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Global.alert("base: " + base + ", upfront: " + upfront + ", both: " + (base + upfront));

The code above outputs something like:

base: 15000, upfront: 36, both: 1500036

Why is it joining the two numbers instead of adding them up?

I eventually want to set the value of another field to this amount using this:

mainPanel.feesPanel.initialLoanAmount.setValue(Ext.util.Format.number((base + upfront), '$0,000.00'));

And when I try that, it turns the number into the millions instead of 15,036.00. Why?

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6 Answers 6

up vote 7 down vote accepted

This might happen because they are strings. Try parsing them:

    "base: " + base + ", upfront: " + upfront + ", both: " + 
    (parseInt(base) + parseInt(upfront))

If those numbers are decimal you will need the parseFloat method instead.

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-1 should specify radix arg to parseInt –  goat Jan 7 '11 at 22:10

Simple example:

 1 +1 == 2
"1"+1 == "11"
"1"*1 + 1 == 2

Ways to turn a string into a number:

  • parseInt(str)
  • parseInt(str,10)
  • parseFloat(str)
  • +str
  • str*1
  • str-0
  • str<<0
  • Number(str)

And here are some of the consequences: Results of converting various strings using the above techniques

Number(str) has the same behavior as str*1, but requires a function call.

I personally use *1 as it is short to type, but still stands out (unlike the unary +), and either gives me what the user typed or fails completely. I only use parseInt() when I know that there will be non-numeric content at the end to ignore, or when I need to parse a non-base-10 string.

You can test the performance of these in your browser at my example page.

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+1, +s and s*1 are not only shorthands, but more correct. –  Box9 Jan 5 '11 at 4:19
+1 for clarification on string to num –  kjy112 Feb 9 '11 at 18:38
+1. I will add that Number() can also give you strange results. For instance, +" " and +"" will result in 0 where parseInt(" ", 10) will return NaN. Number() trims white space before conversion and an empty string after trimming will always result in 0. Like the ups and downs with other methods, whether this behaviour is desired or not can vary by usage. More often than not, I use + (it stands out enough for me) but it's definitely worth making sure that you won't get caught out by what might seem like ghosts in the machine. –  Andy E Sep 15 '11 at 16:54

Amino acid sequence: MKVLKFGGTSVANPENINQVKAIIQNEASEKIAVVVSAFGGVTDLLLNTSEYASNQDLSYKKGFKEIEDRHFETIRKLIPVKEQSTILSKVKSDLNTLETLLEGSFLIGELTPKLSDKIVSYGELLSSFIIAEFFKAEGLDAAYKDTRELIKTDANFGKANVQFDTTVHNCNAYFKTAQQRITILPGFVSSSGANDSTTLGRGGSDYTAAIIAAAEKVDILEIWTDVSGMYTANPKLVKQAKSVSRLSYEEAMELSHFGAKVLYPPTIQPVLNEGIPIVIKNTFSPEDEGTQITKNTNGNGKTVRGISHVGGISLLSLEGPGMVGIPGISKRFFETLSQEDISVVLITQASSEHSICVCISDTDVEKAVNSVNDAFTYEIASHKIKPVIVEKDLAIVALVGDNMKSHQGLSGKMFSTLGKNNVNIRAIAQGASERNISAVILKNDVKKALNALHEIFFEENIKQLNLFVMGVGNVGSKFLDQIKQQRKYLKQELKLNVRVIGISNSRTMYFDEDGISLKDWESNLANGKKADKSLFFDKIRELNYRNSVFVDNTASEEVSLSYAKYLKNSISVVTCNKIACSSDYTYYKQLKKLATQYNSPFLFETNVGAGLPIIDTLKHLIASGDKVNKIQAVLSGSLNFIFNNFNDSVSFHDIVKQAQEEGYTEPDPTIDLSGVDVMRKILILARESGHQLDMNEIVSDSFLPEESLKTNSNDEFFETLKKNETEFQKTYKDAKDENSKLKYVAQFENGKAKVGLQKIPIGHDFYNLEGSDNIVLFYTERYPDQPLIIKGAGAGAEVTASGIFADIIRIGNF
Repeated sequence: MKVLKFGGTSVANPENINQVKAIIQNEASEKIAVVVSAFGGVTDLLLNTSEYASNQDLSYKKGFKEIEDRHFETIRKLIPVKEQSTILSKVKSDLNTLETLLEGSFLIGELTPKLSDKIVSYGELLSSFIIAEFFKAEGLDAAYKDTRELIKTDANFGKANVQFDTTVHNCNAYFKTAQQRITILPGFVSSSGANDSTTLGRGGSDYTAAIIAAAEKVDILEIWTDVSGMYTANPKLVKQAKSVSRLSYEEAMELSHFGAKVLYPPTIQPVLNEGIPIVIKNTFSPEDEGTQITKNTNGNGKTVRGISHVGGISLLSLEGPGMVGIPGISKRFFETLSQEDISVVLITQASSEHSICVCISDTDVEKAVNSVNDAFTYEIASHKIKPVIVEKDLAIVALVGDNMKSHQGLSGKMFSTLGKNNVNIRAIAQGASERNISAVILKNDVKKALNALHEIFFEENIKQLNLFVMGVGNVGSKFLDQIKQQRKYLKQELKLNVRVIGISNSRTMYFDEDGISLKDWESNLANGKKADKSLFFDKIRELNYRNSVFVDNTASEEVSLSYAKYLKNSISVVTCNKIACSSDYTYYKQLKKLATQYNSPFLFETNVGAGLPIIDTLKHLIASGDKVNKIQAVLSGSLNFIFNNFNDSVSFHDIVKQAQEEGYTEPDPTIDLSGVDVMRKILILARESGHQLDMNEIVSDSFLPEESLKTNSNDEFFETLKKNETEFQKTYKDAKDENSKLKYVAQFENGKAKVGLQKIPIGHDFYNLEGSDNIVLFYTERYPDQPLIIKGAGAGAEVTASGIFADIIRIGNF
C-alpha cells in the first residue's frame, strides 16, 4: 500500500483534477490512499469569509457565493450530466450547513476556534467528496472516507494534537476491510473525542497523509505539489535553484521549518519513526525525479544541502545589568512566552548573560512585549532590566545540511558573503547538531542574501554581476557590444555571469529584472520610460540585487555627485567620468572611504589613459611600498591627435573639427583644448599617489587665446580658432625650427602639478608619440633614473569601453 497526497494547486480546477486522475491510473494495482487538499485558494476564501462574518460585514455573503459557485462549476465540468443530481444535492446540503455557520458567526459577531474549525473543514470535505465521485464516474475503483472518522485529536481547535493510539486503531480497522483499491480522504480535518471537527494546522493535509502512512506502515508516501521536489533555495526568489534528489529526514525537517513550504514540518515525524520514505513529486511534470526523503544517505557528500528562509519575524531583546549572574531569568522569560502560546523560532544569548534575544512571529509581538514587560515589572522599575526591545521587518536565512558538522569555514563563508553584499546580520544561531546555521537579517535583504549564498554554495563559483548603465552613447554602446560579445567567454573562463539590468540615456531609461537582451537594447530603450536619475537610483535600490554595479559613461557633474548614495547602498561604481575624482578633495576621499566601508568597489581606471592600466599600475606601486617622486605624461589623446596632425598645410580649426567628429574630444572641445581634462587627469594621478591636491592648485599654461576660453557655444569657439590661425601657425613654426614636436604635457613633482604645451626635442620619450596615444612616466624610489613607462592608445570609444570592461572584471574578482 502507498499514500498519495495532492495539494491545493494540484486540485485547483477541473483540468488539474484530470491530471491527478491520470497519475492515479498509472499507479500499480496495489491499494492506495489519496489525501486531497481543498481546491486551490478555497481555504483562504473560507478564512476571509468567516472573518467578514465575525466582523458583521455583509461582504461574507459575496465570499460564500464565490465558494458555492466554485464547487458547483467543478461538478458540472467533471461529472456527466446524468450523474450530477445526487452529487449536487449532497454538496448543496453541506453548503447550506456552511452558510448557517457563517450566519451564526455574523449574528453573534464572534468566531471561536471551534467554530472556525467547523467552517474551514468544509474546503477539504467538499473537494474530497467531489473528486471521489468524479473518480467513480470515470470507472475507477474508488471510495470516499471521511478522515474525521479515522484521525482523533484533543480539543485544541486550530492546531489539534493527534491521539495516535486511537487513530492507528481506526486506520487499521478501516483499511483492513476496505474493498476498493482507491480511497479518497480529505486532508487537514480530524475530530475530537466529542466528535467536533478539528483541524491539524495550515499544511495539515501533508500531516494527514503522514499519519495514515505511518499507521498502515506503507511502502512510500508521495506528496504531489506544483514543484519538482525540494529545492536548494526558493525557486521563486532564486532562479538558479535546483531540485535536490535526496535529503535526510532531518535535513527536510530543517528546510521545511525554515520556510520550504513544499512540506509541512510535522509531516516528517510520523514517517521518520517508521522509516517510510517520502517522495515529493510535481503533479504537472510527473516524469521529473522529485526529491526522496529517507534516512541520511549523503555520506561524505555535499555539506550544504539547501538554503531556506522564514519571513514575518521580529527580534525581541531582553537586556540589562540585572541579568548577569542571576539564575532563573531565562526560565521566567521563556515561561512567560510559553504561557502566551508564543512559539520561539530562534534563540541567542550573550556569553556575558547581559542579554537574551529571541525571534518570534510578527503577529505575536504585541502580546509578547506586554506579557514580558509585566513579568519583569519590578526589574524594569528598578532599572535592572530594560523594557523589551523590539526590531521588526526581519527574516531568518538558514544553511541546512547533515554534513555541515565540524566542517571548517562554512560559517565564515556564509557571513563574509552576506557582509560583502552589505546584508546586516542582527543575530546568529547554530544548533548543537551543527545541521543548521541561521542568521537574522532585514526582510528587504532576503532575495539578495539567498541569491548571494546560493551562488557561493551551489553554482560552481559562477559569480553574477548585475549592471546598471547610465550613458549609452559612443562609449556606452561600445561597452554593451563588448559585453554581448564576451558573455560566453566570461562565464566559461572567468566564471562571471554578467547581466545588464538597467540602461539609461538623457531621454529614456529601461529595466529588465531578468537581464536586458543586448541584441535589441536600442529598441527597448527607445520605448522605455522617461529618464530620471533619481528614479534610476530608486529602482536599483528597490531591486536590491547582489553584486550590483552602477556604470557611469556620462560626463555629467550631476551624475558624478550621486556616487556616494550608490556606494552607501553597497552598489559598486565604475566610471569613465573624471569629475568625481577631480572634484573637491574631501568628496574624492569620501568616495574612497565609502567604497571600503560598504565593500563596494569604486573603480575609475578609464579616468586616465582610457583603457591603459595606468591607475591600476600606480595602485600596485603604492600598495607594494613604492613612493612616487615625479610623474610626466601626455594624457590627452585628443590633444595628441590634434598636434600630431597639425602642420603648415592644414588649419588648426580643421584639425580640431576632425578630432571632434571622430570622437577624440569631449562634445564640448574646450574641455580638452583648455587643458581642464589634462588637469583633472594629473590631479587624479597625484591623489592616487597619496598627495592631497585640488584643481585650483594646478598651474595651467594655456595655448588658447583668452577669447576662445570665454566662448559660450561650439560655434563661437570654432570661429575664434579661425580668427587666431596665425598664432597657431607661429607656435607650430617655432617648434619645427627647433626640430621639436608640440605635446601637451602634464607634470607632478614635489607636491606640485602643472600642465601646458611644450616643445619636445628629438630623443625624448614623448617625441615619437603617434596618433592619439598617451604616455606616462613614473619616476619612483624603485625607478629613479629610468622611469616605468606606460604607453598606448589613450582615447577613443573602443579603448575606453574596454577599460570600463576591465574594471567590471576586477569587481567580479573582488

"base: " + base + ", upfront: " + upfront + ", both: " + 
    (parseInt(base,10) + parseInt(upfront,10))

The 10 specifies base 10, otherwise the chance of the value being parsed as octal exists.

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Just a minor nit - while you are right about always specifying the base being a good idea, the default base is indeed 10 and not octal. It assumes octal for strings that start from zero (such as "0120"). –  Chetan Sastry Sep 3 '10 at 17:49
So changing from "otherwise it is octal" to "otherwise the chance of the value being parsed as octal exists" would be a good edit? It's all about best practices, right? –  davidj Sep 3 '10 at 17:52
+1 for specifying radix –  goat Jan 7 '11 at 22:11


That might also be of interest to you. It is just a performance comparison of the methods already mentioned here.

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I don't know why the brackets aren't helping you out.
If I try

var base = 500;
var upfront = 100;
alert("base: " + base + ", upfront: " + upfront + ", both: " + (base + upfront))

I do get 600 as the answer, so it could be there is something going on in the Global.alert function?

One of the mistakes of the language design is that + is both an addition operator and a concatenation operator. Coupled with the fact that it is loosely typed and will cast implicitly means that it can give you some nasty surprises unless you take steps to ensure that you really are adding numbers and not concatenating strings. In this case, it is treating your base + upfront as strings and therefore concatenating.

Anyway, the way around it could be to have (base - upfront*-1) instead.

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It's handling it as a string. You need to do your math before the string. Example:

base + upfront + ' string' 

would return "15036 string".

string + base + upfront

would return string 1500036 as you are seeing now.

Or use parseInt().

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He's using parenthesis, so the addition will execute before trying to merge with the other string (i.e. you don't have to do your math "before" the string if you use parenthesis). But, parseInt would work - the + operator is treating at least one of his operands as strings. –  palswim Sep 3 '10 at 19:15

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